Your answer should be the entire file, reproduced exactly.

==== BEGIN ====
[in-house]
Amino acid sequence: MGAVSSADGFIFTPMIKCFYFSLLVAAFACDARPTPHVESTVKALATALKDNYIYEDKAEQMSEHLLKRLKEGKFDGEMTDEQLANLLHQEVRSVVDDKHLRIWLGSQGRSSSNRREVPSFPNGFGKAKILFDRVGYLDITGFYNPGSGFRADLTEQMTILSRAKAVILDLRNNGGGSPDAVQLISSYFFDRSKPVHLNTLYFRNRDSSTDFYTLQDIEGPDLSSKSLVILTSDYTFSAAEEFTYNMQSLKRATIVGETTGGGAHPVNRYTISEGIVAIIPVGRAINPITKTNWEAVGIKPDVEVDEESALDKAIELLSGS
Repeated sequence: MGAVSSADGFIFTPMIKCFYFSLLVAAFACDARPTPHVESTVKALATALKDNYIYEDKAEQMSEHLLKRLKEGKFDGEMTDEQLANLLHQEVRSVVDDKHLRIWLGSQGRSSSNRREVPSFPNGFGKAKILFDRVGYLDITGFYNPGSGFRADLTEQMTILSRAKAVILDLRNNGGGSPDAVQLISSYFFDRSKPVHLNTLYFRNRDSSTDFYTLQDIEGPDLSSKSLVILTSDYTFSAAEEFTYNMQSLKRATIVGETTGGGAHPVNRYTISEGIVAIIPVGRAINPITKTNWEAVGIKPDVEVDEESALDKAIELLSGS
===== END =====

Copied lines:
[in-house]
Amino acid sequence: MGAVSSADGFIFTPMIKCFYFSLLVAAFACDARPTPHVESTVKALATALKDNYIYEDKAEQMSEHLLKRLKEGKFDGEMTDEQLANLLHQEVRSVVDDKHLRIWLGSQGRSSSNRREVPSFPNGFGKAKILFDRVGYLDITGFYNPGSGFRADLTEQMTILSRAKAVILDLRNNGGGSPDAVQLISSYFFDRSKPVHLNTLYFRNRDSSTDFYTLQDIEGPDLSSKSLVILTSDYTFSAAEEFTYNMQSLKRATIVGETTGGGAHPVNRYTISEGIVAIIPVGRAINPITKTNWEAVGIKPDVEVDEESALDKAIELLSGS
Repeated sequence: MGAVSSADGFIFTPMIKCFYFSLLVAAFACDARPTPHVESTVKALATALKDNYIYEDKAEQMSEHLLKRLKEGKFDGEMTDEQLANLLHQEVRSVVDDKHLRIWLGSQGRSSSNRREVPSFPNGFGKAKILFDRVGYLDITGFYNPGSGFRADLTEQMTILSRAKAVILDLRNNGGGSPDAVQLISSYFFDRSKPVHLNTLYFRNRDSSTDFYTLQDIEGPDLSSKSLVILTSDYTFSAAEEFTYNMQSLKRATIVGETTGGGAHPVNRYTISEGIVAIIPVGRAINPITKTNWEAVGIKPDVEVDEESALDKAIELLSGS